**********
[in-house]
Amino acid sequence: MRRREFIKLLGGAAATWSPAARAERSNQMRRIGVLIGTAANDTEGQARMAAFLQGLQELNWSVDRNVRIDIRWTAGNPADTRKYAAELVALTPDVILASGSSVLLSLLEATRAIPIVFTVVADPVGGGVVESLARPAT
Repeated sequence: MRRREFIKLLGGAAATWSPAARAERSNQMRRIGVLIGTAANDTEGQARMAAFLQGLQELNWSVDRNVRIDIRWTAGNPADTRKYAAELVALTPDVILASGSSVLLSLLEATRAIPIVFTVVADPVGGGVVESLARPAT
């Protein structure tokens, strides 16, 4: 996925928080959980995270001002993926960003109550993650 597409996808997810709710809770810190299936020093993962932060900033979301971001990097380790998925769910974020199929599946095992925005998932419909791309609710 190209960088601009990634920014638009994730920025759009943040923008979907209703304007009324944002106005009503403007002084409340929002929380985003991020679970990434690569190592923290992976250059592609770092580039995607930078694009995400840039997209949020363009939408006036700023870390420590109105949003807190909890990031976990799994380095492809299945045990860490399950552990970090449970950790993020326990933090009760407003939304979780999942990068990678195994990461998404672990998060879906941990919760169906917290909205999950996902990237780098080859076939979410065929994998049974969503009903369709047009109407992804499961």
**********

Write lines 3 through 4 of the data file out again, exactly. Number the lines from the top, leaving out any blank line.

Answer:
Repeated sequence: MRRREFIKLLGGAAATWSPAARAERSNQMRRIGVLIGTAANDTEGQARMAAFLQGLQELNWSVDRNVRIDIRWTAGNPADTRKYAAELVALTPDVILASGSSVLLSLLEATRAIPIVFTVVADPVGGGVVESLARPAT
């Protein structure tokens, strides 16, 4: 996925928080959980995270001002993926960003109550993650 597409996808997810709710809770810190299936020093993962932060900033979301971001990097380790998925769910974020199929599946095992925005998932419909791309609710 190209960088601009990634920014638009994730920025759009943040923008979907209703304007009324944002106005009503403007002084409340929002929380985003991020679970990434690569190592923290992976250059592609770092580039995607930078694009995400840039997209949020363009939408006036700023870390420590109105949003807190909890990031976990799994380095492809299945045990860490399950552990970090449970950790993020326990933090009760407003939304979780999942990068990678195994990461998404672990998060879906941990919760169906917290909205999950996902990237780098080859076939979410065929994998049974969503009903369709047009109407992804499961």